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Monday, October 30, 2006

Work Harder To End World Hunger, UN Says

Noting that promises are no substitute for food, Jacques Diouf, director-general of the UN Food and Agriculture program, called onworld leaders to honor a 10-year-old pledge to halve the number of hungry in the world by 2015.

Ten years after the 1996 World Food Summit (WFS) in Rome, whichpromised to reduce the number of undernourished people by half by 2015, there were more hungry people in the developing countries today -- 820 million -- than there were in 1996, Diouf says.

"Far from decreasing, the number of hungry people in the world iscurrently increasing -- at the rate of four million a year," he continued.

Diouf spoke in Rome at the launch of the annual FAO report, The State of Food Insecurity in the World, or SOFI.

The leaders of the 185 countries who took part in the 1996 summit termed world hunger "unacceptable and intolerable," Diouf recalled. "Today, I am deeply sorry to report that the situation remains intolerable andunacceptable -- all the more so because ten years have passed."

Failure to achieve the World Food Summit objective would be "shameful," he added.

According to the SOFI report, today's estimated 820 million under-nourished people in developing countries represent a marginal reduction of 3 million as against the 1990-1992 baseline of 823 million used by the summit.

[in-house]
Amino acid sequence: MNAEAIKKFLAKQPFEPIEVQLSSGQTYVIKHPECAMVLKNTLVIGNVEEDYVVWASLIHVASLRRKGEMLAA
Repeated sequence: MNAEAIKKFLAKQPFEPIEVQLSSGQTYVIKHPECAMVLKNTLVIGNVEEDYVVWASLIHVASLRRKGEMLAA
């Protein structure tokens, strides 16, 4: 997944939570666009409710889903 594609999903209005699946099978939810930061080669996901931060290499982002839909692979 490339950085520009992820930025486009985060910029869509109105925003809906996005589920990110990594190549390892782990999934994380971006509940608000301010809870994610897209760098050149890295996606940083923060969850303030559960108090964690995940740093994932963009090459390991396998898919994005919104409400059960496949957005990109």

But the performance is even worse if measured against the 1996 world total of some 800 million -- a 23 million increase, he says.

Keeping the summit pledge would require reducing the number of undernourished by 31 million every year until 2015, whereas the number of hungry is currently climbing at the rate of some 4 million a year. Nonetheless, over the past 10 years, the proportion of people suffering from hunger in developing countries has gone down as the overall population has gone up, the SOFI report noted.

One in five people in the developing countries was under-nourished in1990- 92, and this has now gone down to 17 percent.

The report listed a series of steps which, it said, was needed to eradicate hunger in the years ahead. They included: focusing programs and investments on "hotspots" of poverty and undernourishment; enhancing theproductivity of smallholder agriculture; creating the right conditions forprivate investment, including transparency and good governance; makingworld trade work for the poor, with safety nets put in place for vulnerablegroups; and a rapid increase in the level of Official DevelopmentAssistance (ODA) to 0.7 percent of GDP, as promised.

"We must step up dramatically our efforts to reach the WFS hungerreduction target. If the political will is there we can reach it," the report concluded.

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Anonymous Anonymous said...

They shouldn't just work harder, they should work smarter. That means popularizing such simple but effective inventions such as the chicken tractor in the third world. Oh, and getting clean water would also help, so we need to build better filtration systems.

1:50 PM  

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